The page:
I'll start by saying that
lodash is an awesome library, I have nothing against it. That being said, the biggest advantage
Ramda has over
lodash is the combination of argument order and automatic function currying. So, for something like
lodash takes the collection as the first argument, where
ramda takes the predicate function first, and it then curries that function. So,
R.filter(x => x % 2 == 0) returns a new function that you just have to pass data to. To accomplish the same thing with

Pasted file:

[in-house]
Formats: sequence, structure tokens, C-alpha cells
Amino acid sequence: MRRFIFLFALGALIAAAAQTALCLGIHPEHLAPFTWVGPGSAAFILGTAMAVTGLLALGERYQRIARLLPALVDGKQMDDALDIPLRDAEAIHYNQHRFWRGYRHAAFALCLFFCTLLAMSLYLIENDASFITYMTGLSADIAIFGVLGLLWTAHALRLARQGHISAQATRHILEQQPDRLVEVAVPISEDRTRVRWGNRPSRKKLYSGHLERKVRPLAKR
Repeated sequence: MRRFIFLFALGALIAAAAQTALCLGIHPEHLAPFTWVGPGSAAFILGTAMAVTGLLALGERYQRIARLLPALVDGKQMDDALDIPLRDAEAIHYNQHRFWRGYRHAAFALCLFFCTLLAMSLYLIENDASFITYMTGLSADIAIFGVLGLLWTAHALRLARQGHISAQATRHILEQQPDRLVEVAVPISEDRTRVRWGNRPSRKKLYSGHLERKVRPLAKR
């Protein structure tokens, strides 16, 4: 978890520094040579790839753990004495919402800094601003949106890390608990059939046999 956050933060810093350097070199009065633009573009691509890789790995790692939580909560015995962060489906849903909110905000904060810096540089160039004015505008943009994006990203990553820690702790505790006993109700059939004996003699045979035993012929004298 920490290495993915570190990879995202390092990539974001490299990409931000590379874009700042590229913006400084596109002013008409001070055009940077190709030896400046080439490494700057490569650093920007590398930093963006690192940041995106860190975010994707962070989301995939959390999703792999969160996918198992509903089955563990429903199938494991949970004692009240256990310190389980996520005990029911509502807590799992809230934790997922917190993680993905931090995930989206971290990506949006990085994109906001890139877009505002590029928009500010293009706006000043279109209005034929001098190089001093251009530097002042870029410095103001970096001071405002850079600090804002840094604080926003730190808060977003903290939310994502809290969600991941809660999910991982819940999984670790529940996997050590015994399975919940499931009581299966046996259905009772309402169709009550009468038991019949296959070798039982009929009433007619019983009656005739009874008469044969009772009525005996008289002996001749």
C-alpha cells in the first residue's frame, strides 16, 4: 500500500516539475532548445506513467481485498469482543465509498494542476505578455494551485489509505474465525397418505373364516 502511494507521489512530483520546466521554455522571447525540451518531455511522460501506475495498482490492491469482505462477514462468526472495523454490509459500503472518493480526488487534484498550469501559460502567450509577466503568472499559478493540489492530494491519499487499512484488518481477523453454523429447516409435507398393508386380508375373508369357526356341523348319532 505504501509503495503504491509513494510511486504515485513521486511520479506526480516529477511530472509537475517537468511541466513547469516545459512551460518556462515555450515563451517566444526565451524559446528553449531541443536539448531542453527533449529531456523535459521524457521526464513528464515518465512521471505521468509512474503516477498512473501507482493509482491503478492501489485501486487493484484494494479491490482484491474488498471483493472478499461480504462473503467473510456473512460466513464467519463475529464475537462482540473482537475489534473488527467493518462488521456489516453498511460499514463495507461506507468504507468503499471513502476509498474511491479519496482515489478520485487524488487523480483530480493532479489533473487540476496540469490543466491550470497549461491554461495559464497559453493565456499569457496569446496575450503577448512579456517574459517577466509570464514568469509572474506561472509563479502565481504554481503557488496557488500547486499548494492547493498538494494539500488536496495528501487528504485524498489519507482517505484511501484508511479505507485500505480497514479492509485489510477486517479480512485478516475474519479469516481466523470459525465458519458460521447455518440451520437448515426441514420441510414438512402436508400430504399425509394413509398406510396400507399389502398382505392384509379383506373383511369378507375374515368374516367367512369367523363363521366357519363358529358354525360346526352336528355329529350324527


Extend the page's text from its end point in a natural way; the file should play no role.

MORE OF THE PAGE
lodash, it would look like this:
_.partial(_.filter, _, (x) => x%2==0) where you need to use partial application to return a partially applied version of
filter function and a placeholder to account for the fact that I don't have the data yet and it is expected as the first argument to filter.
Having curried functions that can be used on different data contributes to building small, reusable functions and it also makes it easier to put together functional pipelines or compositions while keeping the code readable.
You can accomplish the same things with the functional programming variant of
lodash/fp gets you most of the same capabilities, but it doesn't offer lenses, and lenses can be very powerful.
Hope this helps.